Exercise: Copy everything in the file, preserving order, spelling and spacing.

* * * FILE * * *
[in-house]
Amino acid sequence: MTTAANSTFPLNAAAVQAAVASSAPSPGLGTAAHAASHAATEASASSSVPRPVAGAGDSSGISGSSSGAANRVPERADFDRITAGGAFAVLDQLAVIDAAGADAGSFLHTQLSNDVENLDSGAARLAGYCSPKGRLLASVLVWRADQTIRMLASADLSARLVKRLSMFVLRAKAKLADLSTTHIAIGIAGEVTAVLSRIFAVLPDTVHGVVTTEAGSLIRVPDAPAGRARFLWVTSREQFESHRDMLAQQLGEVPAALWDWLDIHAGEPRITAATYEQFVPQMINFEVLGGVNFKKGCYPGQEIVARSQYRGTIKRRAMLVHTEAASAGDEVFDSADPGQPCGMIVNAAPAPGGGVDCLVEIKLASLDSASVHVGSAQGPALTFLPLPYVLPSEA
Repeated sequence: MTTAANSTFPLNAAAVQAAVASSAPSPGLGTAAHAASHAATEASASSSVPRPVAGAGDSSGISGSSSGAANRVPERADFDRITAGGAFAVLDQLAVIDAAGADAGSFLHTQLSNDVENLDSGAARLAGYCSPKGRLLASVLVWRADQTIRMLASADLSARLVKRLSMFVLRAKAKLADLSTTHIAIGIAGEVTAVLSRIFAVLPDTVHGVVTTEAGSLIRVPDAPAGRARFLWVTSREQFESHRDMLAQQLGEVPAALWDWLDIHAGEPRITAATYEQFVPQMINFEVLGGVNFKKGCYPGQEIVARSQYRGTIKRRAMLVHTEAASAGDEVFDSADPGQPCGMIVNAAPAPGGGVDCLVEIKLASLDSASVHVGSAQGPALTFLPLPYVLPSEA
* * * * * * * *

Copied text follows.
[in-house]
Amino acid sequence: MTTAANSTFPLNAAAVQAAVASSAPSPGLGTAAHAASHAATEASASSSVPRPVAGAGDSSGISGSSSGAANRVPERADFDRITAGGAFAVLDQLAVIDAAGADAGSFLHTQLSNDVENLDSGAARLAGYCSPKGRLLASVLVWRADQTIRMLASADLSARLVKRLSMFVLRAKAKLADLSTTHIAIGIAGEVTAVLSRIFAVLPDTVHGVVTTEAGSLIRVPDAPAGRARFLWVTSREQFESHRDMLAQQLGEVPAALWDWLDIHAGEPRITAATYEQFVPQMINFEVLGGVNFKKGCYPGQEIVARSQYRGTIKRRAMLVHTEAASAGDEVFDSADPGQPCGMIVNAAPAPGGGVDCLVEIKLASLDSASVHVGSAQGPALTFLPLPYVLPSEA
Repeated sequence: MTTAANSTFPLNAAAVQAAVASSAPSPGLGTAAHAASHAATEASASSSVPRPVAGAGDSSGISGSSSGAANRVPERADFDRITAGGAFAVLDQLAVIDAAGADAGSFLHTQLSNDVENLDSGAARLAGYCSPKGRLLASVLVWRADQTIRMLASADLSARLVKRLSMFVLRAKAKLADLSTTHIAIGIAGEVTAVLSRIFAVLPDTVHGVVTTEAGSLIRVPDAPAGRARFLWVTSREQFESHRDMLAQQLGEVPAALWDWLDIHAGEPRITAATYEQFVPQMINFEVLGGVNFKKGCYPGQEIVARSQYRGTIKRRAMLVHTEAASAGDEVFDSADPGQPCGMIVNAAPAPGGGVDCLVEIKLASLDSASVHVGSAQGPALTFLPLPYVLPSEA